The books take details of this historical period, and the biographies of real people who rarely are granted more than a sentence in a history book and breathe life into them. This elegantly illuminates aspects of history which many may feel they know, but cannot easily empathise with. Added to this is Lincoln’s own warm laconic humour and some twisty plotting and the result is something pretty close to irresistible.

The Undiscovered Country

The tree was in the river and the kid was in the tree… The kid couldn’t have been more than ten or eleven. He looked like a ragdoll caught in the branches.”

So begins my novel, The Undiscovered Country, which, after a long road to publication, is finally out in time for Second Lockdown/ Christmas. The Irish Times has called it, “‘A smart and pacy debut that details a historical period that deserves further exploration.”

For Hamlet, the “undiscovered country” was death. That lurks within these pages alongside reflections on Dutch people’s relationship with beer and cheese, the origins of the idea of the rule of law, and the true meaning of red-headed women in Renaissance paintings. These ruminations are my protagonists’ equivalent of whistling in the dark as they try to get to the truth about a murder that they stumble upon in the midst of a war for another “undiscovered country”, the emergent Irish republic in 1920.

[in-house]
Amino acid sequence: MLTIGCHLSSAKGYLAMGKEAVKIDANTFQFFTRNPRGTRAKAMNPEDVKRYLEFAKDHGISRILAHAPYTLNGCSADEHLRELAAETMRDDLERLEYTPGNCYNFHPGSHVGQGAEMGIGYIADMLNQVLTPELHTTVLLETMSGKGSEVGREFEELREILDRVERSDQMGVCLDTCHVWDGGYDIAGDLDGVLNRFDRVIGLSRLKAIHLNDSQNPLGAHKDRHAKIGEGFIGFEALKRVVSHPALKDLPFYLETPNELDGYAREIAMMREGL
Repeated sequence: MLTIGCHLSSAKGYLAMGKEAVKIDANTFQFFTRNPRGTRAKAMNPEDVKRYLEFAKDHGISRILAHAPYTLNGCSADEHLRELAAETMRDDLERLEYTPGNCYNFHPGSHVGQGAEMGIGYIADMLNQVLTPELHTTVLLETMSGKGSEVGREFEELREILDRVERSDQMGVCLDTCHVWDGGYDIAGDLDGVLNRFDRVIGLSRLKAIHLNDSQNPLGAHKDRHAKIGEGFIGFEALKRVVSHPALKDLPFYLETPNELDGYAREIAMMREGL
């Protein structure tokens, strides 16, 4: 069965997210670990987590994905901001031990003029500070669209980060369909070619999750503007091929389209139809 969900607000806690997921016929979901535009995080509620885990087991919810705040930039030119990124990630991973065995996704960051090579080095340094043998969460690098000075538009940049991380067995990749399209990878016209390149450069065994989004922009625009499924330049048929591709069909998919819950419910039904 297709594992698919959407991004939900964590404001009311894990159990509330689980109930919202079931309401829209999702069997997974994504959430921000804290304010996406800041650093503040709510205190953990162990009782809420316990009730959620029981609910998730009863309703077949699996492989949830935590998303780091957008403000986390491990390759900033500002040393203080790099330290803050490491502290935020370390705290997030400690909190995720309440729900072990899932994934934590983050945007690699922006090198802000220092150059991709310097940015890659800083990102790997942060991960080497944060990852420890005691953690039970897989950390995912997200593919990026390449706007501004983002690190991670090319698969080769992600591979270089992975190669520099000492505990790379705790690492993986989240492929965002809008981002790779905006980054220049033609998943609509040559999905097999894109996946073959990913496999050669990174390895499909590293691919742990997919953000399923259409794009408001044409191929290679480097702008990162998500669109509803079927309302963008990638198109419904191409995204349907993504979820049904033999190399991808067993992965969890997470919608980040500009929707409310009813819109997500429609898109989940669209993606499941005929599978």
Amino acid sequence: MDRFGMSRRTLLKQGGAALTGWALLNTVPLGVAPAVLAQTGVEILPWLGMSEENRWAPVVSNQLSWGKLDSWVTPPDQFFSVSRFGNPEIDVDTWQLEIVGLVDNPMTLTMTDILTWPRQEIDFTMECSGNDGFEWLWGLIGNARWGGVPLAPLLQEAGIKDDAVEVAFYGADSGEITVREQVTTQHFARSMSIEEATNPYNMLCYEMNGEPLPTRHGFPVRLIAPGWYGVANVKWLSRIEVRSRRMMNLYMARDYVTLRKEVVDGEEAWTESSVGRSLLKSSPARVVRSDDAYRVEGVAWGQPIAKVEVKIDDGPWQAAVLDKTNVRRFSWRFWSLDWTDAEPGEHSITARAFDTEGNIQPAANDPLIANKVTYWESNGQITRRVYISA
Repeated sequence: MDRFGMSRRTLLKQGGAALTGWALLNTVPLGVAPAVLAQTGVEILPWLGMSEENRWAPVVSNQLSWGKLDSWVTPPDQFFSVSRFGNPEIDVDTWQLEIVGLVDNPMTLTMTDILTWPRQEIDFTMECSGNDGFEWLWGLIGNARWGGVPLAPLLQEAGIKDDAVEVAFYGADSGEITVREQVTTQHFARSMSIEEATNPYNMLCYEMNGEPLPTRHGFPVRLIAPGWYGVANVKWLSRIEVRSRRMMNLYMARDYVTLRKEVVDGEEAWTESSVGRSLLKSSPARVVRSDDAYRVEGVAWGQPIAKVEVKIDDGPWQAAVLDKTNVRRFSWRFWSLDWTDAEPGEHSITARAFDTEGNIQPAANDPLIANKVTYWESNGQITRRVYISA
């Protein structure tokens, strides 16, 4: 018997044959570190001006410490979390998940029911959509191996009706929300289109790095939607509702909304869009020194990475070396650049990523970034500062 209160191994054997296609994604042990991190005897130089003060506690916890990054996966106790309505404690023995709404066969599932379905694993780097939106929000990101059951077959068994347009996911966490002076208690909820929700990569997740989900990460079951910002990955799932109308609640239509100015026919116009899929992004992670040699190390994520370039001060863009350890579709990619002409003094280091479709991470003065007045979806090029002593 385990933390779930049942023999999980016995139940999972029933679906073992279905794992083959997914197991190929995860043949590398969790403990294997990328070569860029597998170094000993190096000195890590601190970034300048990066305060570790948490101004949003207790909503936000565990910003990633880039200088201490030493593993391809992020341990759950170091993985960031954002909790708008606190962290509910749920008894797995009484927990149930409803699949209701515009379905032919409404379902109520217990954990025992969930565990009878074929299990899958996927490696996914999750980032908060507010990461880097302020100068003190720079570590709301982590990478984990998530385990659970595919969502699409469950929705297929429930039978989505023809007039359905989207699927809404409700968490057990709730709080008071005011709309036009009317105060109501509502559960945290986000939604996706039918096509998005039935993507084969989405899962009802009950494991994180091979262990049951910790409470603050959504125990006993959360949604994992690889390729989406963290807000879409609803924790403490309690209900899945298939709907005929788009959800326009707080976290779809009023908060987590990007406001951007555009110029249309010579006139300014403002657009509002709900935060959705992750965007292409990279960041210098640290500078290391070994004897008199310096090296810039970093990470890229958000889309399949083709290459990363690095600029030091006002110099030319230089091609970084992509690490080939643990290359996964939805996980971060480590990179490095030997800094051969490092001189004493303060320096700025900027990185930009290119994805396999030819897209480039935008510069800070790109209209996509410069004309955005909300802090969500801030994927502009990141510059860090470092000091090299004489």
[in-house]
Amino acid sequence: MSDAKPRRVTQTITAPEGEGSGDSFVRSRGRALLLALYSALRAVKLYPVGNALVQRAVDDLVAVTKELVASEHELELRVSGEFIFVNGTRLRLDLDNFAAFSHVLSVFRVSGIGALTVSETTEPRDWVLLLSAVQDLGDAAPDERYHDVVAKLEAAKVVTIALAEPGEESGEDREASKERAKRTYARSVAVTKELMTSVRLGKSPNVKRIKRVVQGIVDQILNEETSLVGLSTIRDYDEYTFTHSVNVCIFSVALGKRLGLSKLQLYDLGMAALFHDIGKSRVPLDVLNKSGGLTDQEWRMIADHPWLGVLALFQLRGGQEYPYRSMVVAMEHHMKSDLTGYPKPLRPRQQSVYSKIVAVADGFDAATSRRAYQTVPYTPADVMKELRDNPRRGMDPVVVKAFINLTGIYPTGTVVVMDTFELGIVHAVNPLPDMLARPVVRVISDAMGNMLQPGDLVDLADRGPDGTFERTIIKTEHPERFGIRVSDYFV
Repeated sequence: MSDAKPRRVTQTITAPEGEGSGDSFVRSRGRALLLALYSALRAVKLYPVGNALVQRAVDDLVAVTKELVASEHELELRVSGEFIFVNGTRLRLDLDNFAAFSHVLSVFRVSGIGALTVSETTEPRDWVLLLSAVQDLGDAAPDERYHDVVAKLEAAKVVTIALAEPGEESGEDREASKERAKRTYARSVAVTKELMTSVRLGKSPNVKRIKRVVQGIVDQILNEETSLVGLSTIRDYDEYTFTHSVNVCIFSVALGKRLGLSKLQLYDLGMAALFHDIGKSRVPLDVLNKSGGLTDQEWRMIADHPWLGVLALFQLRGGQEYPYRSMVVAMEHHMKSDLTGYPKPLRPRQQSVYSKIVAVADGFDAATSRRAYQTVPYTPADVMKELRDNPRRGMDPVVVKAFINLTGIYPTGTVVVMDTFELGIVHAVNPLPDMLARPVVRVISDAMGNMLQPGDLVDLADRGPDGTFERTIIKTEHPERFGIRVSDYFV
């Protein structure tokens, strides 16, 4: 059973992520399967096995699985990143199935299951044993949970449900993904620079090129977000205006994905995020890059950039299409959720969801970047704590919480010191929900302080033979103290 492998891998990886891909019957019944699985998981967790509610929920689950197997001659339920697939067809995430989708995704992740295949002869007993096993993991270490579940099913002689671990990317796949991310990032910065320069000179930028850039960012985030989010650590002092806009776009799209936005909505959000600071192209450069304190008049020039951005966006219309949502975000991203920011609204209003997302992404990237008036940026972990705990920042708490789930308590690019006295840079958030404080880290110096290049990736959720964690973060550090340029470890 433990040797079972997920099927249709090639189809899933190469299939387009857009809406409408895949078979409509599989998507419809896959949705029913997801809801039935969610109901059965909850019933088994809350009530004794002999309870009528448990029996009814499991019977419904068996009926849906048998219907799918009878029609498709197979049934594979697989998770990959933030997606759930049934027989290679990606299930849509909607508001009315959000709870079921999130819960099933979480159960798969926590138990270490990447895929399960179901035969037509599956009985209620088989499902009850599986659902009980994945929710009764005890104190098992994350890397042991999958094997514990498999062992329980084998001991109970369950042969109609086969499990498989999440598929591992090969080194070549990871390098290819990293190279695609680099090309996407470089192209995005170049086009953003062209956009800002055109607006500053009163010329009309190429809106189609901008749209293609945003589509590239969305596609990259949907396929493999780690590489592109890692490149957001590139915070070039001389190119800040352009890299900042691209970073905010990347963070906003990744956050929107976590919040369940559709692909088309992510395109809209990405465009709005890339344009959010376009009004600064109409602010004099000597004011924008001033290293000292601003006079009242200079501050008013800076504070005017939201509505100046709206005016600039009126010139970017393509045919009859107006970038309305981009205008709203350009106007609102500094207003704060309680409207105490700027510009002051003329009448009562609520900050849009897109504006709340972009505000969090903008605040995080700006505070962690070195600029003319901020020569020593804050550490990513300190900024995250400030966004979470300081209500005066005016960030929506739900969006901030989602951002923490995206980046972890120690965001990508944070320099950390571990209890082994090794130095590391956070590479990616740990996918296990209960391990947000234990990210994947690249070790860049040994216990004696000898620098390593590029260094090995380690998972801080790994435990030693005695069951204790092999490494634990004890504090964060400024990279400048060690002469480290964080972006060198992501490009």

Try it, you might like it. 🙏

It’s available on Hive https://www.hive.co.uk/Product/Aidan-McQuade/The-Undiscovered-Country/24931562

and on Amazon, https://www.amazon.co.uk/dp/1783528079/ref=cm_sw_r_cp_api_i_rSTAFbSQ8WKS0

To Kill a Man, by Sam Bourne

Summary: a meditation on the debasement of justice disguised as a pageturing thriller

Natasha Winthrop is a big deal. A high-profile Washington human rights lawyer who has just gained national attention as Democratic counsel in televised Congressional hearings.

Then a man breaks into her apartment intent on rape. This is the man’s last big mistake as Natasha manages to kill him in the course of the attack. The cops though… the bleeding cops! They never liked Natasha. It’s getting like they can’t murder black people in broad daylight any more without some bleeding-heart lawyer like her taking a law suit against them. So, if there are a few discrepancies in Natasha’s story, well then there’s no doubt that she’s going to get the benefit of. 

Natasha though, she’s a smart enough cookie to know when she needs reinforcements. So she picks up the phone to Maggie Costello, sometime international peace mediator and counsellor to presidents, but full-time Dublin street fighter who’s never seen a trouble she couldn’t shoot. 

Sam Bourne’s (Jonathan Freedland) Maggie Costello series is set, for the most part, in Washington DC politics. This is a subject that Freedland knows well as a former Guardian correspondent. The series specialises in plots that resonate with major contemporary issues. These have included having a megalomaniac imbecile in the White House, and the undermining of the factual framework for public discourse. It also should be said that, while not the main issue, a not inconsiderable achievement of these books is that Freedland captures the cadences of Dublin speech so well. Maggie’s exchanges with her sister are a particular pleasure, note perfect in the rhythms of Irish sibling banter.